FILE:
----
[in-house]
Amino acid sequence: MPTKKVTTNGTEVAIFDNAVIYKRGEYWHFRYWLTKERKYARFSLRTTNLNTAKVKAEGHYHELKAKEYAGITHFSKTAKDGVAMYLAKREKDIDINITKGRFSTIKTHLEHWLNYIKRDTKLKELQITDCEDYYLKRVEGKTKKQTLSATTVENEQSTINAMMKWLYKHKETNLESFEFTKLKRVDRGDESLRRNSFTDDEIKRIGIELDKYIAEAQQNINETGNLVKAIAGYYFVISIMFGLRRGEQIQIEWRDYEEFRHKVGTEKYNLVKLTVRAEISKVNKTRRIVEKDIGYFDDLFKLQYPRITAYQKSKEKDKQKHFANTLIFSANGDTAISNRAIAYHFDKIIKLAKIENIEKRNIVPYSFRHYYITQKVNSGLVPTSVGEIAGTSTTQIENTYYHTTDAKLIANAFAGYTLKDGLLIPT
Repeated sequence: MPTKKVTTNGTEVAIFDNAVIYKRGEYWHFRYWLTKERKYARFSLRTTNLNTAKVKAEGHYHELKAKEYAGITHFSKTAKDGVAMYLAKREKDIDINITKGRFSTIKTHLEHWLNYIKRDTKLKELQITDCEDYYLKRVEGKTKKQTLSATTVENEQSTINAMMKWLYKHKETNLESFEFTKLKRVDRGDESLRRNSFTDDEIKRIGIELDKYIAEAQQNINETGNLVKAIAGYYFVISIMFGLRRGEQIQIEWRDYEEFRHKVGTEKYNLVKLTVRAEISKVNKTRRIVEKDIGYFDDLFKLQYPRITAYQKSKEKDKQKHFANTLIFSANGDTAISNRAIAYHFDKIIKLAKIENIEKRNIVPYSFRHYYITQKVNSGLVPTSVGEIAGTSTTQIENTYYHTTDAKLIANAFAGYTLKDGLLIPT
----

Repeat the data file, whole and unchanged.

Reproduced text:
[in-house]
Amino acid sequence: MPTKKVTTNGTEVAIFDNAVIYKRGEYWHFRYWLTKERKYARFSLRTTNLNTAKVKAEGHYHELKAKEYAGITHFSKTAKDGVAMYLAKREKDIDINITKGRFSTIKTHLEHWLNYIKRDTKLKELQITDCEDYYLKRVEGKTKKQTLSATTVENEQSTINAMMKWLYKHKETNLESFEFTKLKRVDRGDESLRRNSFTDDEIKRIGIELDKYIAEAQQNINETGNLVKAIAGYYFVISIMFGLRRGEQIQIEWRDYEEFRHKVGTEKYNLVKLTVRAEISKVNKTRRIVEKDIGYFDDLFKLQYPRITAYQKSKEKDKQKHFANTLIFSANGDTAISNRAIAYHFDKIIKLAKIENIEKRNIVPYSFRHYYITQKVNSGLVPTSVGEIAGTSTTQIENTYYHTTDAKLIANAFAGYTLKDGLLIPT
Repeated sequence: MPTKKVTTNGTEVAIFDNAVIYKRGEYWHFRYWLTKERKYARFSLRTTNLNTAKVKAEGHYHELKAKEYAGITHFSKTAKDGVAMYLAKREKDIDINITKGRFSTIKTHLEHWLNYIKRDTKLKELQITDCEDYYLKRVEGKTKKQTLSATTVENEQSTINAMMKWLYKHKETNLESFEFTKLKRVDRGDESLRRNSFTDDEIKRIGIELDKYIAEAQQNINETGNLVKAIAGYYFVISIMFGLRRGEQIQIEWRDYEEFRHKVGTEKYNLVKLTVRAEISKVNKTRRIVEKDIGYFDDLFKLQYPRITAYQKSKEKDKQKHFANTLIFSANGDTAISNRAIAYHFDKIIKLAKIENIEKRNIVPYSFRHYYITQKVNSGLVPTSVGEIAGTSTTQIENTYYHTTDAKLIANAFAGYTLKDGLLIPT